As I have been lucky enough to live in this wonderful city, together with the irBarcelona project which I started a few years ago, I have had the chance to discover and/or visit each and every work of Gaudí in Barcelona. This was one of the reasons that bought me to gather together the different monuments and works of Antoni Gaudí that are located in the city of Barcelona into a single article.
A total of 7 buildings or works of Antoni Gaudí are declared by UNESCO as World Heritage Sites, all of them located in the province of Barcelona.
Gaudí’s Crypt of the Colonia Güell
Sagrada Familia (Nativity and Crypt Façade)
Although certainly many of his works are well-known by all of you, you might not have visited some of them yet. With this article I hope to awaken your curiosity to encourage you to visit at least one of his most important monuments, as well as discovering some of his lesser-known works and which, fortunately, we can still enjoy today, so many years later.
Park Güell (1900-1914) was designed as a residential development in the middle of the mountains. After only building two of the houses that were scheduled, the project came to a standstill and was neglected for many years. Today the park is one of the most famous and visited works of Antoni Gaudí in Barcelona. Access to the park is free but it is not free if you want to visit its monumental zone (the famous Salamander, the Hall of 100 columns, the Nature Square, the Guard House and the Portico of the Washerwoman). For those of you who live in Barcelona or spend long stays in the city we recommend you register on Gaudir+BCN, which allows you to, among other things, visit Park Güell’s monumental zone for free.
From 28th October to 16th February: From 8:30 to 18:15.
From 17th February to 24th March: From 8:30 to 19:00.
From 25th March to 29th April: From 8:30 to 20:30.
From 30th April to 26th August: From 8:30 to 21:00.
From 27th August to 27th October: From 8:30 to 20:30.
€ Monumental Zone: From €6 to €8.50.
€ Rest of the park: Free access.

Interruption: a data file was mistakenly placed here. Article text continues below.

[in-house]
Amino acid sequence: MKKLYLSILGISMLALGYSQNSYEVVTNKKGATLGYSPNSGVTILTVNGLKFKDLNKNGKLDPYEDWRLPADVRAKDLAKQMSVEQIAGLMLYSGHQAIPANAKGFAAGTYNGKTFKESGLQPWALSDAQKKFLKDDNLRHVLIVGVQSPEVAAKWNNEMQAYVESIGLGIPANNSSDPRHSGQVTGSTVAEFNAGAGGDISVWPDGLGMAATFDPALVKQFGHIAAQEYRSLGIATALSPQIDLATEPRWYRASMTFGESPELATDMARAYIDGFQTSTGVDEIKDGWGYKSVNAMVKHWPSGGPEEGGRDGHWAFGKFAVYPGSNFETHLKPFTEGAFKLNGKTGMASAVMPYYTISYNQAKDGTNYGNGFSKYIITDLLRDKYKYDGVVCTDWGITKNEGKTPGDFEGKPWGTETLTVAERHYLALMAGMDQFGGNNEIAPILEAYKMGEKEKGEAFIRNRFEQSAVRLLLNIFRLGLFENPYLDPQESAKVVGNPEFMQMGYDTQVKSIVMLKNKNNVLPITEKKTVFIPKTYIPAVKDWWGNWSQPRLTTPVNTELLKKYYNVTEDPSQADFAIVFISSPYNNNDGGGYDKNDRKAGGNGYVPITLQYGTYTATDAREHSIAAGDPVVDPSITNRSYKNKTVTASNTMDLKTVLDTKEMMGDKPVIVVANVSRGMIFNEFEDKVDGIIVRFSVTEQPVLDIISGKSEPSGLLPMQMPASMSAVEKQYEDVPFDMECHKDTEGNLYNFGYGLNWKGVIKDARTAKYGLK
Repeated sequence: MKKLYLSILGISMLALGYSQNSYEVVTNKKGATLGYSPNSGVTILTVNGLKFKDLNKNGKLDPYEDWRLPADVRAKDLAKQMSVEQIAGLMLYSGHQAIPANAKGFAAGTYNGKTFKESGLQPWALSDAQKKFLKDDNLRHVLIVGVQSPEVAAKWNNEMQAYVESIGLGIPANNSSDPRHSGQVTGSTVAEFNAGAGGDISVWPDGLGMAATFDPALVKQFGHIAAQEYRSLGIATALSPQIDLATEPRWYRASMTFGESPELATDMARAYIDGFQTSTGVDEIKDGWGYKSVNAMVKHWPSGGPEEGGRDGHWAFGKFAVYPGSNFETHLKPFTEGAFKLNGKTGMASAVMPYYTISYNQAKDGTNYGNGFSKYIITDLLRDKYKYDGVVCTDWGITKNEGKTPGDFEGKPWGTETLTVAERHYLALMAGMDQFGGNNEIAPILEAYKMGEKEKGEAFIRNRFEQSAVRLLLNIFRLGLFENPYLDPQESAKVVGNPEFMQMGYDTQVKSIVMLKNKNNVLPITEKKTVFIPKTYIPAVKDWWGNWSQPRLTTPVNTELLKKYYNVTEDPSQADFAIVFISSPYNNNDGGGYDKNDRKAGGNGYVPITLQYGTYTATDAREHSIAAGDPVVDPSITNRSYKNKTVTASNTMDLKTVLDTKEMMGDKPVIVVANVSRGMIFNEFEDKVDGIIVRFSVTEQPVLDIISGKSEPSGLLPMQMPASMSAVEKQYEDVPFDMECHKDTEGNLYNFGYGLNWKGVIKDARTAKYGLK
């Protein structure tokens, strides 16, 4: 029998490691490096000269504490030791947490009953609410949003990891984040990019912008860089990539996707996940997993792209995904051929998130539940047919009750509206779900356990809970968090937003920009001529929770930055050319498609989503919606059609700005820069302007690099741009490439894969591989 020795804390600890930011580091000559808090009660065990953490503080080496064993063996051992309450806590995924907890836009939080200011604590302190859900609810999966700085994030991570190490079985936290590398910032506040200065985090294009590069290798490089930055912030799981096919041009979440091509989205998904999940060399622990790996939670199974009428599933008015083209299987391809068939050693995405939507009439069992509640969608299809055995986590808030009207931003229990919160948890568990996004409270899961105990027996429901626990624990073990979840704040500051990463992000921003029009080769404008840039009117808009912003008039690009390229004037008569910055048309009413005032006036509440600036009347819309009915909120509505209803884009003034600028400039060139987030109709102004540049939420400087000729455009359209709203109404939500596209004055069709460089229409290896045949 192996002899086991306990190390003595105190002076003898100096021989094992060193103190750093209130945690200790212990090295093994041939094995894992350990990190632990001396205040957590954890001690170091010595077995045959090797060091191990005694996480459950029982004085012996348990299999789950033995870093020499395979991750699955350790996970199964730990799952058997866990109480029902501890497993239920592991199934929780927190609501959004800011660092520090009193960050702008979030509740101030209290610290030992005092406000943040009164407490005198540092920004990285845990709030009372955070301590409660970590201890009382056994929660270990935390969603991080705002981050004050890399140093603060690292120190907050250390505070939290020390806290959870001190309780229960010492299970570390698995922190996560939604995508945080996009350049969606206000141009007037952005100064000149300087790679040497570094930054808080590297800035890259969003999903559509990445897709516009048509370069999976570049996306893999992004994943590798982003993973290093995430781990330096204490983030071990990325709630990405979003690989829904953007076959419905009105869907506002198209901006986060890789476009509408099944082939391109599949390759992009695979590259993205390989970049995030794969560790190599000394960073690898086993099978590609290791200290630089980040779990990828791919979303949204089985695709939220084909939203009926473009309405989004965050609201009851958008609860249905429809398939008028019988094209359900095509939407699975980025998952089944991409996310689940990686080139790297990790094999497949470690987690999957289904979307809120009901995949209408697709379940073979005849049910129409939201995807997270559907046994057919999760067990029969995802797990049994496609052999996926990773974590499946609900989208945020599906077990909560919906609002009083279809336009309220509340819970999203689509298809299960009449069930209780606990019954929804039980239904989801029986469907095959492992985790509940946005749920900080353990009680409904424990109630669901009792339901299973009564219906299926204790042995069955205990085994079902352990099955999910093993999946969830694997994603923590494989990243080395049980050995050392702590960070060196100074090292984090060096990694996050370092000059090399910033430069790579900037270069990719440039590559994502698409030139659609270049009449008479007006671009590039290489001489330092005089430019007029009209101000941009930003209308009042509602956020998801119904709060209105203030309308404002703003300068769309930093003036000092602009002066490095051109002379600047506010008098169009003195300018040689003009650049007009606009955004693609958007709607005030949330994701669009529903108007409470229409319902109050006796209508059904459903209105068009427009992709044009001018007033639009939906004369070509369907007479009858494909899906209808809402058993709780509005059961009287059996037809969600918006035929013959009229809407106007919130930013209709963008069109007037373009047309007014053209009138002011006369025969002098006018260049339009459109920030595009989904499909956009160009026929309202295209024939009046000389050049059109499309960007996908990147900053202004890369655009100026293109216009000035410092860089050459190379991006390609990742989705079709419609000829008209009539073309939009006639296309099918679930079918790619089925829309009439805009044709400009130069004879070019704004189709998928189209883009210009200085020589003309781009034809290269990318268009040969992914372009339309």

The Expiatory Temple of the Sagrada Familia (1882-2026), a true symbol for the city of Barcelona, is Gaudí’s most ambitious work which the architect dedicated the most years, effort and, most certainly, devotion. Started in 1882, it was not until a year after when Antoni Gaudí took the reins of building this monumental church, which he worked on until his death (1926). Since then many architects have been in charge of making his sketches and plans a reality.
De noviembre a febrero: From 9:00 to 18:00.
March and October: From 9:00 to 19:00.
From April to September: From 9:00 to 20:00.
1st and 6th January and 25th and 26th December: From 9:00 to 14:00.
€ Entry price: From €15 to €32.
Located inside Park Güell, the Gaudí House-Museum (1903-1925) is one of the two things of the park’s failed development that they managed to build. Antoni Gaudí himself lived in it for almost 20 years, from 1906 to 1925, just one year before his death. All those wanting to visit the House-Museum will find all kinds of information on Antoni Gaudí and a collection of furniture and several objects designed by the architect.
From October to March: From 10:00 to 18:00.
From April to September: From 9:00 to 20:00.
€ Entry price: From €4.50 to €5.50.
Casa Batlló (1904-1906), one of the symbols of modernism that can be visited in the famous bone of contention, Passeig de Gràcia. It surprises passers-by due to its striking shapes which received a lot of criticism in its time. Casa Batlló is not an original construction by Gaudí but it is a complete refurbishment of a pre-existing building done by the architect. The use of new technologies by the family who owns the building, with the use of Augmented Reality headsets, means an added attraction to the visit of this magnificent work by Antoni Gaudí.
From Monday to Sunday: From 9:00 to 21:00.
€ Tickets price: From €22 to €35.
Casa Milá – La Pedrera